Thus, the problem is that there is a tendency to increase the disparity between wages in the real and public sectors of the economy, the latter of which, after all, is financed by taxes. And here we come to an important and not obvious to all point.
SSC, which is accrued to the wage fund of public sector employees, is in fact an additional hidden subsidy from the budget to the Pension Fund. If SSC is paid for each employee in the real sector of the economy by the employer at the expense of funds received as a result of financial and economic activities, then SSC is paid by the state for each employee of the public sphere, and the source of these funds is taxes! Taxes are also a source of not disguised but direct subsidies from the state budget. From an economic point of view, there is no difference, it is only formal. In figures, this means that the actual budget subsidies were not UAH 200 billion (line 2710 of the CBC (code of budget classification) of budget expenditures by economic classification), as officially reported, but UAH 275 billion, as UAH 75 billion should be added to the first figure (line 2120 of the CBC). In relative terms, this is more than a quarter of current state budget expenditures. Thus, taking into account this fact, the figure of 0.68 for 2020 in Fig. 1 is easily converted to the figure of 0.95. The failure of the solidarity system immediately becomes more obvious and much closer! This feeling is exacerbated if we recall that the highest pensions are received by former public sector employees (judges, prosecutors, law enforcement officers, etc.) who received higher salaries and more SSC was accrued at the expense of the same taxes.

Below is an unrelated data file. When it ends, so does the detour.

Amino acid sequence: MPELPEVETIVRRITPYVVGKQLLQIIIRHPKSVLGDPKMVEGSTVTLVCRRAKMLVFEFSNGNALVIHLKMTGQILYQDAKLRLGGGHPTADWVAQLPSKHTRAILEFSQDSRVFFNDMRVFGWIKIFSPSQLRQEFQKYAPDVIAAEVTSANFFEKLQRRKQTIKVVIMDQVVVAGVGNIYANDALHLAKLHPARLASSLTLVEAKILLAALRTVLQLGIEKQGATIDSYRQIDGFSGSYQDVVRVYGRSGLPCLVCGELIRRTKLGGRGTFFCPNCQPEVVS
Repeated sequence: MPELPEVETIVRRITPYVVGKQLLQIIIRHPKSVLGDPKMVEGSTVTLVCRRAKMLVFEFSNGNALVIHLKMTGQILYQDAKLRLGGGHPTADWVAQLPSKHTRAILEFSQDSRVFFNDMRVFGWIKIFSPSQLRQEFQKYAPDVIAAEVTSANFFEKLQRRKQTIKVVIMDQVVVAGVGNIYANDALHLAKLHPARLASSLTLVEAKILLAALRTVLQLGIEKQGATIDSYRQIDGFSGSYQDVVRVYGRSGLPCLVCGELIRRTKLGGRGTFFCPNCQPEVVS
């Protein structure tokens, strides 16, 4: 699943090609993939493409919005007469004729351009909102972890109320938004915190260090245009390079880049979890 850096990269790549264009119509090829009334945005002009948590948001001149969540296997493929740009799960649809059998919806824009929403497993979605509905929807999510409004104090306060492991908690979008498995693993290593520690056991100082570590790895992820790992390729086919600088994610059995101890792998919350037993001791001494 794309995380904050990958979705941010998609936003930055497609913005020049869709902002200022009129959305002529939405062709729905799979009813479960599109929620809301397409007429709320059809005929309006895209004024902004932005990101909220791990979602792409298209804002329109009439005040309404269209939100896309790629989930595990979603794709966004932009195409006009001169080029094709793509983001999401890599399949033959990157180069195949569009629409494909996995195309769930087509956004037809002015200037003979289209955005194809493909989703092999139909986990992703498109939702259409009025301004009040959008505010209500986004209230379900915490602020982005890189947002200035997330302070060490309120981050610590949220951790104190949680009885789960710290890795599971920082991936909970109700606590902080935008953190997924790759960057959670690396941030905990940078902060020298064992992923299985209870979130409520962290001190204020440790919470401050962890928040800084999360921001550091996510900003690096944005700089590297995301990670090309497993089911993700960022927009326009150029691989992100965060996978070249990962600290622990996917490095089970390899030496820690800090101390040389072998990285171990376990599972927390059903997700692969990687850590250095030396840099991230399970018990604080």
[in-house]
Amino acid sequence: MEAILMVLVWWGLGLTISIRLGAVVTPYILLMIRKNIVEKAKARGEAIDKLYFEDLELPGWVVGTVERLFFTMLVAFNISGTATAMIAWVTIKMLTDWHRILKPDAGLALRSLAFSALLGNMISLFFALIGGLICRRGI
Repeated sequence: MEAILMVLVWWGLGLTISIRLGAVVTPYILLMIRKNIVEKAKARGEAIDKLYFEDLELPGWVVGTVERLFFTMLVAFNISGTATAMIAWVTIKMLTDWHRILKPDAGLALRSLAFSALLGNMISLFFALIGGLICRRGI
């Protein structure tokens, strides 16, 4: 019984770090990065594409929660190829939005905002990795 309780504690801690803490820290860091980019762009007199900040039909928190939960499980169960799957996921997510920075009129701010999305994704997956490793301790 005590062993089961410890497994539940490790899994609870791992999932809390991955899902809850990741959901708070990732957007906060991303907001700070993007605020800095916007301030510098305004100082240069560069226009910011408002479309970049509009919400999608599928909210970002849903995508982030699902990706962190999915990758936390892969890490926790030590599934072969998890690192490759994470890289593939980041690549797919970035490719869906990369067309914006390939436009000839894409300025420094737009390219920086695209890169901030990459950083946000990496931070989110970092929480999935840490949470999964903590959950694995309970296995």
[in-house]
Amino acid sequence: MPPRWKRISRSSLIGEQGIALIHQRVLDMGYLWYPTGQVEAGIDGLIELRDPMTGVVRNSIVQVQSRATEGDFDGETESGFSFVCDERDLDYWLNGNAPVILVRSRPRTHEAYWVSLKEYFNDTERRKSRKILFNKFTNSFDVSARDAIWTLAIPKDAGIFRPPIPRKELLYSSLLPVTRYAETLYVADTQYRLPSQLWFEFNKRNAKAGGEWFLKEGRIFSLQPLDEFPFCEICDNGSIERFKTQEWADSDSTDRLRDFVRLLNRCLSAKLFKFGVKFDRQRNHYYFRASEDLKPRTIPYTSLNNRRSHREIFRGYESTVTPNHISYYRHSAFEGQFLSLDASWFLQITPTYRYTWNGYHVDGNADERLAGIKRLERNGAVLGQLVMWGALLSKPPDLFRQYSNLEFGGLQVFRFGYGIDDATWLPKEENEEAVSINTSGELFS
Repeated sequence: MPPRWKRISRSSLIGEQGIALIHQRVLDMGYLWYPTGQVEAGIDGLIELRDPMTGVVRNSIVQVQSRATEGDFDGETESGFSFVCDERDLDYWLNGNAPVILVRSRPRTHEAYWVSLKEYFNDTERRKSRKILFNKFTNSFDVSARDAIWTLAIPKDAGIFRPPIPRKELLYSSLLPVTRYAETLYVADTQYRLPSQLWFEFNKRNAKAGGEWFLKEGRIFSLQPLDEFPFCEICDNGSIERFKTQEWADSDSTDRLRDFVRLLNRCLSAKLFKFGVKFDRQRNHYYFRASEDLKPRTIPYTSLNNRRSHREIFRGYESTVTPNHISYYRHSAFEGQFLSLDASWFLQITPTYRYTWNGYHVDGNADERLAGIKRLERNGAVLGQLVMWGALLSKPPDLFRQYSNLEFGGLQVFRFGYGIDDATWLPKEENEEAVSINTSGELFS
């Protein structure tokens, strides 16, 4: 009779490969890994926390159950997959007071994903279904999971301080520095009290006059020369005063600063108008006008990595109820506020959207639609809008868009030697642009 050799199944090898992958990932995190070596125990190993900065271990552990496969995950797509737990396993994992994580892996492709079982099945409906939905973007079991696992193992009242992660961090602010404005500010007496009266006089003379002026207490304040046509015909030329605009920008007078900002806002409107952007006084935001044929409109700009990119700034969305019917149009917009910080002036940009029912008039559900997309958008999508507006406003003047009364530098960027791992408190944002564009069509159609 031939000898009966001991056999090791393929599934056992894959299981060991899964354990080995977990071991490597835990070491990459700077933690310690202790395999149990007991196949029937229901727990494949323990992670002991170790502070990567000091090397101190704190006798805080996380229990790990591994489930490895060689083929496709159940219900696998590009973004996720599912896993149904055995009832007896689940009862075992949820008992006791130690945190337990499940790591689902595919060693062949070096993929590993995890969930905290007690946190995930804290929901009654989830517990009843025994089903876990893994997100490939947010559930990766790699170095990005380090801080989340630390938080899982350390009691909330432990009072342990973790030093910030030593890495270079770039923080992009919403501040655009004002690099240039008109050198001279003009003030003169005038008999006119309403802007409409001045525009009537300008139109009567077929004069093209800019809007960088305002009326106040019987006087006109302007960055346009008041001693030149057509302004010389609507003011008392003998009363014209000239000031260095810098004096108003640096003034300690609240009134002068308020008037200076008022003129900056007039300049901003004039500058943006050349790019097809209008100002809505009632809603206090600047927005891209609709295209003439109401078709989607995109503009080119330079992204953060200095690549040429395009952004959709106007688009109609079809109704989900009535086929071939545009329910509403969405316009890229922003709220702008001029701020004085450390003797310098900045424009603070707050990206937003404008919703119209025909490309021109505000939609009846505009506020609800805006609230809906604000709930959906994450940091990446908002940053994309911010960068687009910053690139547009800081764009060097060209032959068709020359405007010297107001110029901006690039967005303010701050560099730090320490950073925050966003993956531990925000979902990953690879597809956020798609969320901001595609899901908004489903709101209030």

To sum up, it should be noted that the reform of the solidarity system is advocated when demographic dynamics are negative, or when the lack of the Pension Fund’s own funds requires additional funds from the state budget, which has its own considerable deficit. However, there are hidden disparities in the labor market and in the economy, which will not go away on their own and require certain management actions, the development of a plan to correct existing macroeconomic imbalances. Obviously, it is impossible to procrastinate with the pension reform in the future.
Although from a demographic, economic, social, security, political points of view it is difficult to find precedents in world history, where the starting conditions for a pension reform were more difficult, but it should be implemented with an understanding of the real state of affairs, not with hidden intentions of gaining another advantage in political karma. Therefore, maybe somewhere in 2023, we will finally bring to a logical conclusion what was started back in 2003!